Recently I wrote an Amazon review of a new novel, Dream of Darkness by John Yeoman, book two in a mystery series set in the late 1500s. I’m a sucker for both mysteries and historical novels, so it’s not surprising that I enjoyed this book, especially since Yeoman is an outstanding writer.
But this book is a lot more than a mystery or even a novel. John Yeoman is not only an outstanding writer, he is an outstanding teacher. Dream of Darkness proves it.
Dream of Darkness is a fictorial. If like me you are not familiar with this term, here’s the description from its Amazon page: “an intriguing crime mystery – and also a step-by-step guide to writing your own novel. It’s one of the world’s first ‘fictorials’, an historical crime novel packed with clever but unobtrusive tips that show you precisely how it was written.”
Before I began to read, I admit I was dubious. Sounded confusing. As I shuffled through the pages of the first chapter, it also looked confusing. There were 27 sidebars in chapter 1 alone! But then I began to read, and it took about two paragraphs to hook me. My review tells why:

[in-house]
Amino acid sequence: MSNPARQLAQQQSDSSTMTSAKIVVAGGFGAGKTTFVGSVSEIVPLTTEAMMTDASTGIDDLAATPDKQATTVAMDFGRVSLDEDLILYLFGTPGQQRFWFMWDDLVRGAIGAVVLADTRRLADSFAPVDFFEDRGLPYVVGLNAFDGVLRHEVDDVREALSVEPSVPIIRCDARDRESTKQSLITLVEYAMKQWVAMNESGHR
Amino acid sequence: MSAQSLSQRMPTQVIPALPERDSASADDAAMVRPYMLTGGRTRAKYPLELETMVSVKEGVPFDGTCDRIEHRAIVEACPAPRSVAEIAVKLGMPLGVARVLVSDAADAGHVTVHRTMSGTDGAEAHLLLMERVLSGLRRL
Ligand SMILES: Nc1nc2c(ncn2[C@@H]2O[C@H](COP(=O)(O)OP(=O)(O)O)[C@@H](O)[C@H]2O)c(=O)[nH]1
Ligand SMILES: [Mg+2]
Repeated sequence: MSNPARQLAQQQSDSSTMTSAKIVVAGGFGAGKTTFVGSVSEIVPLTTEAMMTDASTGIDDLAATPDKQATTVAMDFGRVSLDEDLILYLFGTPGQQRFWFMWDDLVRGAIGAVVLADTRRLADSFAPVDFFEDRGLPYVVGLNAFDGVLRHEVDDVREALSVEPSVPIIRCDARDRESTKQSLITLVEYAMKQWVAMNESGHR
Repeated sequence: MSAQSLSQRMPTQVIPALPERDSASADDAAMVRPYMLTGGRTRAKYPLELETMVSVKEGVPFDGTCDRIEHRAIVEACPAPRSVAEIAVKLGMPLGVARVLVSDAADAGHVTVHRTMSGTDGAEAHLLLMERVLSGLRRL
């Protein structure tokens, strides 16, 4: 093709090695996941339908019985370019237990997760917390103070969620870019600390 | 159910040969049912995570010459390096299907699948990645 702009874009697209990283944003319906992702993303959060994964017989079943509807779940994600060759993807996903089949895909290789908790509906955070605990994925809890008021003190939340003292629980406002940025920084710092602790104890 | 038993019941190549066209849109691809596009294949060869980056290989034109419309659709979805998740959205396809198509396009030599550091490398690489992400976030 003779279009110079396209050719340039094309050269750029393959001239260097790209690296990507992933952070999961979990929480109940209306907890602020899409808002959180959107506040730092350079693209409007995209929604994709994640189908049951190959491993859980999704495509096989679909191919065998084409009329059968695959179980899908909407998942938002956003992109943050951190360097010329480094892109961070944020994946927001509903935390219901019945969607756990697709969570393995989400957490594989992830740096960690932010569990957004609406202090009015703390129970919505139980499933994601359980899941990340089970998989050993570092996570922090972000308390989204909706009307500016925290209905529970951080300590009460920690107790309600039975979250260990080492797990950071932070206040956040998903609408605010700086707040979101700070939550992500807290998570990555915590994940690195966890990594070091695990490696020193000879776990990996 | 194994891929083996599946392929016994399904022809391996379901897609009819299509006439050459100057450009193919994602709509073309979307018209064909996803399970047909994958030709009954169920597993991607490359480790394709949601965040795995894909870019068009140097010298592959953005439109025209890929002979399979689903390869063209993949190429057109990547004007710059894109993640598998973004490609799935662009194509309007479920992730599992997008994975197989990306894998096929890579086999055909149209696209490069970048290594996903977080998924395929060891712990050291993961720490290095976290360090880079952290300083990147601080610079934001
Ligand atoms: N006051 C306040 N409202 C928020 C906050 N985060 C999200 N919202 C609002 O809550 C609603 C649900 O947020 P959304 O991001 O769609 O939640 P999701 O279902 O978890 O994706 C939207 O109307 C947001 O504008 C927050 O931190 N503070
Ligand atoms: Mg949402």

This book succeeds on many levels. Suspense, intriguing characters, gruesome murder, historical accuracy that makes the 17th century come alive – pretty much everything you’d want. And then! Yeoman gives the reader a course in just how he accomplished all these wonders. He has included sidebars (which you don’t have to read or even see if you don’t want to) which give the reader insights into why he chose to use specific techniques, particular words, sentence structures, and so on. When I began to read the book I was hesitant to believe he could pull this off, but he did. Both newbie and professional writers will love this book for the writing secrets he shares, and mystery aficionados will love it for the story. This is “show not tell” taken to a high level.
Those 27 sidebars in chapter 1 included insights, tips, advice, and explanations of techniques such as: ways to write an opening scene; how to introduce the protagonist; definition and use of character signatures; the use of body language in characterization; providing authenticity; animating dialogue with conflict; when head hopping works and when it doesn’t; linking moments of tension; and lots more. Each of these tips is illustrated perfectly by the story. And somehow Yeoman keeps the reader’s interest alive in both. Just Wow.